But in spite of all these compelling arguments for the importance of building relational connections, I can’t really agree that fellowship is the primary purpose of small groups.  I believe that the healhiest small groups will be those that focus on making disciples – in other words, helping one another follow Jesus.  Small groups that focus on fellowship as their highest goal are likely to end up being self-centred and shallow.  Groups that focus on  making disciples have the potential to be exciting, dynamic and always challenging as well as supportive.

The biggest single weakness of the North American church is that there are many attenders but very few disciples.  Disciples are people who are learning to trust and obey God in their daily lives, people who are choosing – as best they are able, with God’s help – to pattern their lives after Jesus.  We all need help with this, and a small group that sees its goal as making disciples is a great place to get support.  There you will be loved and accepted but also challenged to grow into the image of Christ.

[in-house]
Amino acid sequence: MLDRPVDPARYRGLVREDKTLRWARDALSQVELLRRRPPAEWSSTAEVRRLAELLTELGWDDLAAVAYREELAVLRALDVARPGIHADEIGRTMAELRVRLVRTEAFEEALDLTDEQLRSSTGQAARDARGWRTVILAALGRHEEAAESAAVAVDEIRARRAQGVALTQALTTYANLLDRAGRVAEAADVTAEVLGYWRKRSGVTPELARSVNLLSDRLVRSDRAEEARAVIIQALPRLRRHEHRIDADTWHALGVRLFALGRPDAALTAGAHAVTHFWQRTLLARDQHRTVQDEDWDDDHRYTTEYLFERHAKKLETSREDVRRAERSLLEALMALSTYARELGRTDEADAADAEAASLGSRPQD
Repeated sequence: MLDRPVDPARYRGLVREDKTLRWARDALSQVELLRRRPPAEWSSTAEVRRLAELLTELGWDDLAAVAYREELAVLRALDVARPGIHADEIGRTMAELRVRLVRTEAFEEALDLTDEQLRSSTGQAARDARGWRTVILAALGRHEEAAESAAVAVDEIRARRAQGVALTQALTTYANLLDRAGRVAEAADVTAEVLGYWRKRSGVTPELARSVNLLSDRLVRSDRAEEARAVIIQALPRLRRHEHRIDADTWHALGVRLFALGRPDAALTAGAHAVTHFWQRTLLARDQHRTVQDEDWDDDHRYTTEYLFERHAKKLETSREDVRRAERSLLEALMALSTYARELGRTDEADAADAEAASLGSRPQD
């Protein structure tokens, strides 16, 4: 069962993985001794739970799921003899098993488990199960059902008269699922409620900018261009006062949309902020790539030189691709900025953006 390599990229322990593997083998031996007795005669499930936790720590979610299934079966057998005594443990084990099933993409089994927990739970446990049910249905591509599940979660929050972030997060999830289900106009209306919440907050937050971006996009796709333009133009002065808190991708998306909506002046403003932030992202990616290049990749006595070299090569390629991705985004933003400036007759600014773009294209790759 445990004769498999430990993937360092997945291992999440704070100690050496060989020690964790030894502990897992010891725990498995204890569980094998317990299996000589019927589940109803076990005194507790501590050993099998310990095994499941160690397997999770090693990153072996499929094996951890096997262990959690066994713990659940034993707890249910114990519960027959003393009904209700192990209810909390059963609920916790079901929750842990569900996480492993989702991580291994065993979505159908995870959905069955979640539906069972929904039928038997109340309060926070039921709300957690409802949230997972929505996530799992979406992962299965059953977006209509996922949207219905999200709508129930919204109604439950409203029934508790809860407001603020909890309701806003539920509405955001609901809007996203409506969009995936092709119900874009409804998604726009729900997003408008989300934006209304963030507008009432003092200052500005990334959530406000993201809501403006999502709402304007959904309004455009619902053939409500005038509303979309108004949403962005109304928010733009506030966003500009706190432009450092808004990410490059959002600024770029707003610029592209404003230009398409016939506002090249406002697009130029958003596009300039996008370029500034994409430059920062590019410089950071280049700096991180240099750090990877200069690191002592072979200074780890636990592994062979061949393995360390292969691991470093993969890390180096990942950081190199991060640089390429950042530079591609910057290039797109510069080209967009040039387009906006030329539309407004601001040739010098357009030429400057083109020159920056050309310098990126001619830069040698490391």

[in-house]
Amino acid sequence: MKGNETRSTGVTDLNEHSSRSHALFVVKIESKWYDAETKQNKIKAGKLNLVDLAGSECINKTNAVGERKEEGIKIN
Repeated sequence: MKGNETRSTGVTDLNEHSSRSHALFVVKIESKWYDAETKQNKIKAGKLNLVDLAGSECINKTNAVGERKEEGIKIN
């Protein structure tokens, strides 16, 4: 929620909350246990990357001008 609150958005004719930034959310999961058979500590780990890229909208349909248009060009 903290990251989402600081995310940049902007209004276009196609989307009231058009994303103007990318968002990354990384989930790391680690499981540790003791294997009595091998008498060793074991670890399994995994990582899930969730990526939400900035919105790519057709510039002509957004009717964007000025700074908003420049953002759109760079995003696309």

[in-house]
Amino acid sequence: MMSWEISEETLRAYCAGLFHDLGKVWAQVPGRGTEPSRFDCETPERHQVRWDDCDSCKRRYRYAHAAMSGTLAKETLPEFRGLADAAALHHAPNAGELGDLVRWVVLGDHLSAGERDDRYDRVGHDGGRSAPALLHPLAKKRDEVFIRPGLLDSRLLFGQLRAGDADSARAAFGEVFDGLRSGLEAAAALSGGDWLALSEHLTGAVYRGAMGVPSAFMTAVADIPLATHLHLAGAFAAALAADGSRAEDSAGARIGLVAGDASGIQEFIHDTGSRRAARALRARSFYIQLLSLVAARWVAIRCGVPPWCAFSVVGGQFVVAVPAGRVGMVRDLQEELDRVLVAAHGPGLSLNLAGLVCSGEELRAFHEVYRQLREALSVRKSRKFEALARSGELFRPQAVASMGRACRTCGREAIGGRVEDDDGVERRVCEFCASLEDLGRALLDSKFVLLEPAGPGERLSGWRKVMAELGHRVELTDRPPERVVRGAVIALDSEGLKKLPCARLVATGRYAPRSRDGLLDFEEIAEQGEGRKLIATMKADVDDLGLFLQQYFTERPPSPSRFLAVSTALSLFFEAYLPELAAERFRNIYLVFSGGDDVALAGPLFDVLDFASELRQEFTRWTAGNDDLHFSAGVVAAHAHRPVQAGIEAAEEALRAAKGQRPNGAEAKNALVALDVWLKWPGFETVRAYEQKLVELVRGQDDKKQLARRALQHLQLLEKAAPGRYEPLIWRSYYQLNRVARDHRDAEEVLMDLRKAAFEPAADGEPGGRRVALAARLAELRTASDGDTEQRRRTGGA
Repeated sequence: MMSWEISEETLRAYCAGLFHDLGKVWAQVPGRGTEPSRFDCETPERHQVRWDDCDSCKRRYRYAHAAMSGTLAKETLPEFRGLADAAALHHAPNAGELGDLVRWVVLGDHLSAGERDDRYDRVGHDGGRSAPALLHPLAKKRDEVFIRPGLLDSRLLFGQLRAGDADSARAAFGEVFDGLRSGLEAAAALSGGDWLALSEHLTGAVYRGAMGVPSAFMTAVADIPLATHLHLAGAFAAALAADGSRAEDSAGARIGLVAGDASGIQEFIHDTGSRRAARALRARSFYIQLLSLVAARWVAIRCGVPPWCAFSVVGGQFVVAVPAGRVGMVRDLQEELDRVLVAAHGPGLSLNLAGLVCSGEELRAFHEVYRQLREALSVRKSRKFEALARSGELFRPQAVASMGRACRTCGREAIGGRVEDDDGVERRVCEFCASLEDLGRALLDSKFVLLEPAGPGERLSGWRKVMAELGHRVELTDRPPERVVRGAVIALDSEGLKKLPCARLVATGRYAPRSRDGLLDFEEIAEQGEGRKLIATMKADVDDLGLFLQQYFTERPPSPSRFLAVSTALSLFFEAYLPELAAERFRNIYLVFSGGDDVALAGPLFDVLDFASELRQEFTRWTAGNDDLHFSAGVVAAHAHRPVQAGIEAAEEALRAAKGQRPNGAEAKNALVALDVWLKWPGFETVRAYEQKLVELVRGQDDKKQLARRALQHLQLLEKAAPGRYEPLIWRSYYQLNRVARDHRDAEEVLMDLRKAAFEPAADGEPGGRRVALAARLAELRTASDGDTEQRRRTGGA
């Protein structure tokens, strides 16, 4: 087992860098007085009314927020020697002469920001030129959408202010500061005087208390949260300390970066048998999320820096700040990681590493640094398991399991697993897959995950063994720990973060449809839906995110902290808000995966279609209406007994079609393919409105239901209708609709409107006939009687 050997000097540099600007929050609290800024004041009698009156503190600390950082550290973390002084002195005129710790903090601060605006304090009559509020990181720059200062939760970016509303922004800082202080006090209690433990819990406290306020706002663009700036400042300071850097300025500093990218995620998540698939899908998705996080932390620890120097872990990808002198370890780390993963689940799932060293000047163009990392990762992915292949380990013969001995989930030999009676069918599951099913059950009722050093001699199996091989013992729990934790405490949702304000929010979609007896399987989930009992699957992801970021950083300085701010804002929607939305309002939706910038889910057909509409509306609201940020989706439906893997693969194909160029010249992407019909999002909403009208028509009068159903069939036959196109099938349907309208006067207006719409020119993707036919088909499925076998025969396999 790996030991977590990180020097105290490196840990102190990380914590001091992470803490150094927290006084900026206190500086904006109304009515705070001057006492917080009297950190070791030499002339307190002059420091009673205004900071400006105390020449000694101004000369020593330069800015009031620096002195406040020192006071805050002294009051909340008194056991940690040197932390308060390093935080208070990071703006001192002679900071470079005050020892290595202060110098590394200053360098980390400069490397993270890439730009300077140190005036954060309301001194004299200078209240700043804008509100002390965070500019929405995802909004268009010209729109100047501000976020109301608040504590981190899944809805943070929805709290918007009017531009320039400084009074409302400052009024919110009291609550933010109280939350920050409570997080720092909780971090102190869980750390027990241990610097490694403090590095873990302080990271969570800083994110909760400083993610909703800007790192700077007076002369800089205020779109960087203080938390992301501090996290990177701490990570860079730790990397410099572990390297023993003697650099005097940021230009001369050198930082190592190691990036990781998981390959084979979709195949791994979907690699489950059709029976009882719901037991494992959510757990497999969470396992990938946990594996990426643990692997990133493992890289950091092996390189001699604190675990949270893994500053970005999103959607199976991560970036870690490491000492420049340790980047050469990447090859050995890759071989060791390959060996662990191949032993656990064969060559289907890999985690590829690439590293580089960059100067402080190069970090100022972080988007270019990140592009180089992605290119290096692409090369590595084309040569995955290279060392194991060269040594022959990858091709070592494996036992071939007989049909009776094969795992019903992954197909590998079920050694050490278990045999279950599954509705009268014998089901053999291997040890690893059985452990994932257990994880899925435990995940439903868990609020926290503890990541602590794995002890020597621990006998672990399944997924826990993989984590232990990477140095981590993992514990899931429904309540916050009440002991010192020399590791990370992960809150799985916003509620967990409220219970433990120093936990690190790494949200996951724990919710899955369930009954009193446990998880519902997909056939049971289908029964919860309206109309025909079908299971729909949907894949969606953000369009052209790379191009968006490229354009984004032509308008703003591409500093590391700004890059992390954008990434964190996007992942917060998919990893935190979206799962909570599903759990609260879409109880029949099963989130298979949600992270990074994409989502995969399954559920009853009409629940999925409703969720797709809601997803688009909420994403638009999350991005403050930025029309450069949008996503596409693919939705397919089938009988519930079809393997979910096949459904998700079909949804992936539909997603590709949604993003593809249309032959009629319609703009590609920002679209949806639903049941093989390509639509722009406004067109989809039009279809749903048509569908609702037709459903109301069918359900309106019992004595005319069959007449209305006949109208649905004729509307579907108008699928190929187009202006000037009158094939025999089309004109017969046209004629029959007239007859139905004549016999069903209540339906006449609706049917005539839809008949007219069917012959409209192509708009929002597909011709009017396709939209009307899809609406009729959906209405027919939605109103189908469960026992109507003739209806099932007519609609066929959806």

A small group that is focussed on making disciples will also reach out to others to bring them into God’s family – because that’s what disciples do!  It will engage with the Word and apply the Word to daily life – because that’s what disciples do!  It will spend time in prayer and worship – because that’s what disciples do!   It will focus on serving – because that’s what disciples do!  It will help its members discover their spiritual gifts and apply them – because that’s what disciples do!

A group with this kind of atmosphere is lots of fun and leads to awesome fellowship.   In a healthy small group, people feel included, they feel they belong, they feel they have something to contribute and that they are making a difference, they feel that they are growing in their faith – because they are!  Great fellowship is like the matrix – the atmosphere in which disciples can be made.  You can’t become like Christ on your own.  It’ s not possible, because the Christian life is meant to be lived in community.  But if you make fellowship the primary goal, your group will be shallow.  If you aim at helping one another in the journey of discipleship, you get everything else as a bonus.  In small group life as well as finances, it really is true that if we seek God’s kingdom first, we get everything else thrown in!